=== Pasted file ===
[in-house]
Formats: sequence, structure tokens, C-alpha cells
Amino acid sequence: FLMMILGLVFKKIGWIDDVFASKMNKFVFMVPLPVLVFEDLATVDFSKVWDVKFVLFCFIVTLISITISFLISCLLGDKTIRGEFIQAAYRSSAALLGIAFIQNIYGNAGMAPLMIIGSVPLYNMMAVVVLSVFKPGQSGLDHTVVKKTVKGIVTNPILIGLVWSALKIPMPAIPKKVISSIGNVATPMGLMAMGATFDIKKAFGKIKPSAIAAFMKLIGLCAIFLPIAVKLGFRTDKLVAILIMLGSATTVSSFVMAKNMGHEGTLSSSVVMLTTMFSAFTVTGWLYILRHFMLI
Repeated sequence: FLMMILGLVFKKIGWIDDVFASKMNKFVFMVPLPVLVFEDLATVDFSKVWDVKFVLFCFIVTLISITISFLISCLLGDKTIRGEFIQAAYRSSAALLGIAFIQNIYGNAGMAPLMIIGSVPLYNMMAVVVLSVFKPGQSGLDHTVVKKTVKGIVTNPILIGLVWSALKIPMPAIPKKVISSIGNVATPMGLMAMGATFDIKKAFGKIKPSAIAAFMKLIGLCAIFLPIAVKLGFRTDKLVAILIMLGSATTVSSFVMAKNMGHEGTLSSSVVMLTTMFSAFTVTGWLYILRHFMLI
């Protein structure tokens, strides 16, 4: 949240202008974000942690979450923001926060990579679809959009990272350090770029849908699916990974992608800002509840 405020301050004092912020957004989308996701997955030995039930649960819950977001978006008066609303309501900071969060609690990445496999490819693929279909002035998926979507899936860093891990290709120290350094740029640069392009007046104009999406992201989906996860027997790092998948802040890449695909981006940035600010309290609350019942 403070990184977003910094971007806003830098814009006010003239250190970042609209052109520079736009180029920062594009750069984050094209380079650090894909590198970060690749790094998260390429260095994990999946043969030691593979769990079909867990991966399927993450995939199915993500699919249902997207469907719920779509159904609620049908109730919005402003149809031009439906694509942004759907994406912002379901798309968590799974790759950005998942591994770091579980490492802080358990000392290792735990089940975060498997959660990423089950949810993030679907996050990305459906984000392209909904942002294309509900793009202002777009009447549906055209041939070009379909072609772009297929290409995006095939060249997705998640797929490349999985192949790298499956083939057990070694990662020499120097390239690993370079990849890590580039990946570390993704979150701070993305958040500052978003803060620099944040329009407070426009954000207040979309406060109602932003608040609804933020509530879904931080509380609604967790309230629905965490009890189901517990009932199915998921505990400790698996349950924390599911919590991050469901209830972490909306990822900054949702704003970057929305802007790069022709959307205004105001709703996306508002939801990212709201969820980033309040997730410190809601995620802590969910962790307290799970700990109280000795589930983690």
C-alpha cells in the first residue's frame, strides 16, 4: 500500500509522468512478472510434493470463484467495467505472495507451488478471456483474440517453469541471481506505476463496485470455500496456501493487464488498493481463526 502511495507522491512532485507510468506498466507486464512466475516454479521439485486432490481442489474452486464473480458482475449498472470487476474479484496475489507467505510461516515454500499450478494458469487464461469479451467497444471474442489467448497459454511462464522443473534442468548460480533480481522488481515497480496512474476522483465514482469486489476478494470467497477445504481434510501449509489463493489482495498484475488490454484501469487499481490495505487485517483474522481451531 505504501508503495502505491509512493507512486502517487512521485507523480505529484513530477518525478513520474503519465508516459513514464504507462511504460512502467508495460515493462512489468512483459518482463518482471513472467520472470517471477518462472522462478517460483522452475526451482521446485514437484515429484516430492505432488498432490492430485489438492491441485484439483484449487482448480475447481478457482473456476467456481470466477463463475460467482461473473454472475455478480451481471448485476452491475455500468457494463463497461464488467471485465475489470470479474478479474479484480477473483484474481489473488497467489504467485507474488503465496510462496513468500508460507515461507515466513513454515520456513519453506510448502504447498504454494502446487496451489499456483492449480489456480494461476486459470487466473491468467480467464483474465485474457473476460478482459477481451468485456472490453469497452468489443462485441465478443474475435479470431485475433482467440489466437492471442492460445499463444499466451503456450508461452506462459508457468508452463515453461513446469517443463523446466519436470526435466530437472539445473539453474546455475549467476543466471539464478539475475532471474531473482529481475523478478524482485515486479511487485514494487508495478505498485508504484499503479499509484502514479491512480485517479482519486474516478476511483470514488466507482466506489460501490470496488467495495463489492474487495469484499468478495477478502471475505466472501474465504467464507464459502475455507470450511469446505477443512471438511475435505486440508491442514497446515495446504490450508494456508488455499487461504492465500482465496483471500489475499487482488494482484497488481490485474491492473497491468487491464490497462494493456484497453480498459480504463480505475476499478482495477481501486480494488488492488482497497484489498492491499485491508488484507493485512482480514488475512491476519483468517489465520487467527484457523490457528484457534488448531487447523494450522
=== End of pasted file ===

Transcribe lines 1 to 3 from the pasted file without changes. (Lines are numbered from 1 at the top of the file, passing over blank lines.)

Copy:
[in-house]
Formats: sequence, structure tokens, C-alpha cells
Amino acid sequence: FLMMILGLVFKKIGWIDDVFASKMNKFVFMVPLPVLVFEDLATVDFSKVWDVKFVLFCFIVTLISITISFLISCLLGDKTIRGEFIQAAYRSSAALLGIAFIQNIYGNAGMAPLMIIGSVPLYNMMAVVVLSVFKPGQSGLDHTVVKKTVKGIVTNPILIGLVWSALKIPMPAIPKKVISSIGNVATPMGLMAMGATFDIKKAFGKIKPSAIAAFMKLIGLCAIFLPIAVKLGFRTDKLVAILIMLGSATTVSSFVMAKNMGHEGTLSSSVVMLTTMFSAFTVTGWLYILRHFMLI